When Apple (NASDAQ:AAPL) introduced the Apple Watch Series 4 in September, one of the biggest revelations was the addition of several groundbreaking health-monitoring functions. The device contains a next-generation accelerometer and gyroscope combined with algorithms that can detect when the wearer has fallen. It can analyze wrist trajectory and impact acceleration, sending a notice to the user, which can then be dismissed or used to contact emergency services.
The other health-related feature is the watch's ability to detect a potentially life-threatening heart condition. The device contains an electrical heart rate sensor, with electrodes built into the digital crown, which can alert the user if it detects an unusual heart rhythm. It also has a built-in electrocardiogram (ECG) function. The wearer can touch the crown to activate the ECG, which can provide results within 30 seconds if it senses atrial fibrillation (AFib), a serious heart condition that can lead to strokes, blood clots, and heart attacks.
While this capability has the potential to save lives, it also has a downside.
Earlier this month, Apple released an update called watchOS 5.1.2 for the watch, which activated the irregular-heart-rhythm notification feature and the ECG app. Almost immediately, there were numerous stories of otherwise healthy individuals -- with no apparent symptoms -- being alerted to the potentially deadly heart condition. That resulted in a visit to their physician. This is typical of AFib, and one of the things that makes the condition so serious: It can be present without the patient having symptoms.
One such story involved a senior editor for CNET, who was correctly diagnosed with an abnormal early beat in her heart rhythm, the same findings that were detected by the professional medical-grade equipment used by her doctor.
In another, an otherwise healthy 46-year-old man, who exercises regularly and had no symptoms or history of heart issues, was immediately notified of signs of AFib on downloading and launching the app. A visit to an urgent care center confirmed the diagnosis, and the wearer was referred to a cardiologist for follow-up.
Early detection is great, but...
Some doctors have reported hearing from patients in the middle of the night who were concerned about results they didn't understand. This raises the potential that misreading the app or misunderstanding the findings of the ECG function will result in unnecessary and potentially expensive trips to the doctor's office, urgent care, or emergency room for otherwise healthy users. It could also induce higher levels of anxiety for those who receive a correct diagnosis, particularly in those cases when the prescribed treatment is merely to keep an eye on the condition.
Physicians are also concerned that some healthy patients -- armed with data from devices like the Apple Watch -- will insist on tests and procedures that the doctor might otherwise deem unnecessary, while also taking time away from patients with more-serious conditions.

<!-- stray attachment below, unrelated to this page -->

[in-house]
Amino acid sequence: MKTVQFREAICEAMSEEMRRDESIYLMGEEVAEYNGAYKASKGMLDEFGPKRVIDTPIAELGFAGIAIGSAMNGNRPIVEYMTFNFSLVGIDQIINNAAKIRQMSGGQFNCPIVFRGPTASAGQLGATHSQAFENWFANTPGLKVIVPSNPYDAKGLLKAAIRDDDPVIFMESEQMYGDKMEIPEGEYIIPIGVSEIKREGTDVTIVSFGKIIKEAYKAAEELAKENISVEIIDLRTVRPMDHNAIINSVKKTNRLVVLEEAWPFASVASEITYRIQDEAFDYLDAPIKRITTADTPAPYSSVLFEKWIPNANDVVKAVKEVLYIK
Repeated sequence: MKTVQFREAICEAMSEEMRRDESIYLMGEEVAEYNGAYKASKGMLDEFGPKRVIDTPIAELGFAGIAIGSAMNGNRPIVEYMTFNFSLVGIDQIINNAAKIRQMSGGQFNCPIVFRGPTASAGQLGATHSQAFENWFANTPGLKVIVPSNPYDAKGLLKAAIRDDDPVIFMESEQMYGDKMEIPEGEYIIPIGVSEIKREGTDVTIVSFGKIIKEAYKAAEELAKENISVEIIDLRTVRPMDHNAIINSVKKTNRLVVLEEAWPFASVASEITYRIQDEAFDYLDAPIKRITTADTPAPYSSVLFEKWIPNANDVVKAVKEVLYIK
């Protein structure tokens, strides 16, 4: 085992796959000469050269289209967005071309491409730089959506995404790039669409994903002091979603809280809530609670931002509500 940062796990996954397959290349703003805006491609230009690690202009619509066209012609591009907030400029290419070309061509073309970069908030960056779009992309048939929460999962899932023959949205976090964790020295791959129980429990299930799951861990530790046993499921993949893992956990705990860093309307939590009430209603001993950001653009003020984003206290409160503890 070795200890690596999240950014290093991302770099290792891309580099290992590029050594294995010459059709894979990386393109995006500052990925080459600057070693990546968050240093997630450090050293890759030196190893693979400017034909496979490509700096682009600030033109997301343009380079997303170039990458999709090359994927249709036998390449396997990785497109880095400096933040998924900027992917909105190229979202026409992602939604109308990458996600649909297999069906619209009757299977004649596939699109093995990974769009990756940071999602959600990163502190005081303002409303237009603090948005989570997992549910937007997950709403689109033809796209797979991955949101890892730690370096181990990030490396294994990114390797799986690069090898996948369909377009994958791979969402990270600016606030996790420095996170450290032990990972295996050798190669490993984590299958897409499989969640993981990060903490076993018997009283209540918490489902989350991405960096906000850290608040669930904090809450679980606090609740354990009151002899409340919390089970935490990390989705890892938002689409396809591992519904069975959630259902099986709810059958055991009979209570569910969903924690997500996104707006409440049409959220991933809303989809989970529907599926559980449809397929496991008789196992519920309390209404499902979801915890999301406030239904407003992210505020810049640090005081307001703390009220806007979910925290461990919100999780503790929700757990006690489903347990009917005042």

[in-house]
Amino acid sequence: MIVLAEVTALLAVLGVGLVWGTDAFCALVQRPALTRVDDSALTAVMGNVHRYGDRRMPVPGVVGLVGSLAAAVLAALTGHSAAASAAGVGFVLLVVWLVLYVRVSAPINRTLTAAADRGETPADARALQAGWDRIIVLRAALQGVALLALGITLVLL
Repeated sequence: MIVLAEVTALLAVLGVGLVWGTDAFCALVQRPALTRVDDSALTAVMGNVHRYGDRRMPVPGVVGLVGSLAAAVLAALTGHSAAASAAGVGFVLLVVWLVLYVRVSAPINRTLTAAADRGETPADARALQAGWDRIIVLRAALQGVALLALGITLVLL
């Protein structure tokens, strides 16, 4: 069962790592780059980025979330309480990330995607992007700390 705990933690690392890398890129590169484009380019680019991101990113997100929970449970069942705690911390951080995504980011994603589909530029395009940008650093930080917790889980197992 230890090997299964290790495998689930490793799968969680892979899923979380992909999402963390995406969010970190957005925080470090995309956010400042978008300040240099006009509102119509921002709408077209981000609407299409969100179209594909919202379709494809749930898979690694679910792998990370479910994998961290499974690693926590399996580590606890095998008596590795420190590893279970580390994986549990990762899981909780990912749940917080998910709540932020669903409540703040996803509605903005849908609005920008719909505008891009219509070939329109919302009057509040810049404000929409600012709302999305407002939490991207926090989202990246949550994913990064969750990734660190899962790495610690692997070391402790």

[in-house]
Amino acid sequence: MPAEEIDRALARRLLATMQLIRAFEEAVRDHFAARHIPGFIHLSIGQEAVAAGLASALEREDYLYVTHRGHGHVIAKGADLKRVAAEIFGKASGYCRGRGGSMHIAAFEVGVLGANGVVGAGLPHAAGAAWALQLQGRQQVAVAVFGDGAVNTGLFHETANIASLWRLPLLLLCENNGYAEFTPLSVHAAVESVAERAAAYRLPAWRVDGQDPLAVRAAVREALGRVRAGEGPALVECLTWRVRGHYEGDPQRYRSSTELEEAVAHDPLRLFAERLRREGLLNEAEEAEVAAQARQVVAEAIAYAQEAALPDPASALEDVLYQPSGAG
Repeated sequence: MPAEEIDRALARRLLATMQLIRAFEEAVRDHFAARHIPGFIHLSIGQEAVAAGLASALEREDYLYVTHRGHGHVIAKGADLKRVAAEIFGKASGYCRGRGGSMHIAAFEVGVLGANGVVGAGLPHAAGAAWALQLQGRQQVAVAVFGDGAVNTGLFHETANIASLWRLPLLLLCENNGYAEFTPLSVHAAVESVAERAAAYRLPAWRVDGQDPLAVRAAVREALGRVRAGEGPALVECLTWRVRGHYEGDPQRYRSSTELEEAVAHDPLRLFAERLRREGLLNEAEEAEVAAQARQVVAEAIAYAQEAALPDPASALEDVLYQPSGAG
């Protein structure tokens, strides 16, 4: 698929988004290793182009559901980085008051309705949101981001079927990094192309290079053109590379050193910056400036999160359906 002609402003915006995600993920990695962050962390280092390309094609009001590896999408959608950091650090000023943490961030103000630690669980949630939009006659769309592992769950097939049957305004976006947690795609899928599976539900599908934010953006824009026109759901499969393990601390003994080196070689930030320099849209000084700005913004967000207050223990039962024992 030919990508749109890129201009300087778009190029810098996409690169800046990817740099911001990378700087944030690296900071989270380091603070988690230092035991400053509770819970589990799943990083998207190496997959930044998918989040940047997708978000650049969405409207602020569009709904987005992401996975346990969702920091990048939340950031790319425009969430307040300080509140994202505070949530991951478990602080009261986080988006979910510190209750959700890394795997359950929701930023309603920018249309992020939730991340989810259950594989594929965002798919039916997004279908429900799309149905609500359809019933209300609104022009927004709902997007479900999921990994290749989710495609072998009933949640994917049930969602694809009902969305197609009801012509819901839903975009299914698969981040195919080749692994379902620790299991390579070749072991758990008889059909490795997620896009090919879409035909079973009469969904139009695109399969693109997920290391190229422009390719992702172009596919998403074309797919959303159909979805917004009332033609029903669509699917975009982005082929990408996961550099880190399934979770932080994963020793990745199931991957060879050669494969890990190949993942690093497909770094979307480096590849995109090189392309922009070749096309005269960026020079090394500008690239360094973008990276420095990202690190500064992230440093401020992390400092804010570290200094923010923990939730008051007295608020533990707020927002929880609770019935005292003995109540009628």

Finally, even after clearance from the Food and Drug Administration and testing that found the device to be 99.6% effective in correctly classifying sinus rhythm and 98.3% effective in detecting AFib, some physicians worry that a false positive -- a report that shows AFib when none is present -- could send people scurrying needlessly in search of care.
Potential for future growth
Apple has been increasingly interested in the area of healthcare, particularly in the wake of slowing iPhone sales, which account for nearly 60% of the company's revenue. Apple assembled the largest heart study ever to test the watch's ability to detect irregular heartbeats, and the results of that study should be available early next year.
Wearables, a subset of Apple's other products segment that includes the watch, is one of the company's fastest growing businesses. During the conference call to discuss the results of Apple's fiscal 2018 fourth quarter, CEO Tim Cook said the wearables business, which also includes AirPods and Beats products, had "another record quarter" with growth of 50% year over year. He boasted that the Apple Watch had "the highest customer satisfaction in the industry."
Apple's further push into healthcare, as evidenced by the important health-related capabilities of the Apple Watch, could be a win-win for consumers and investors alike. As with any new technology, there will be an inevitable learning curve, but the potential for users to benefit is clear. This could also result in higher demand for the device, as consumers become empowered to take a greater interest in their own health, which would benefit Apple -- and its shareholders.
Danny Vena owns shares of Apple. The Motley Fool owns shares of and recommends Apple. The Motley Fool has the following options: long January 2020 $150 calls on Apple and short January 2020 $155 calls on Apple. The Motley Fool has a disclosure policy.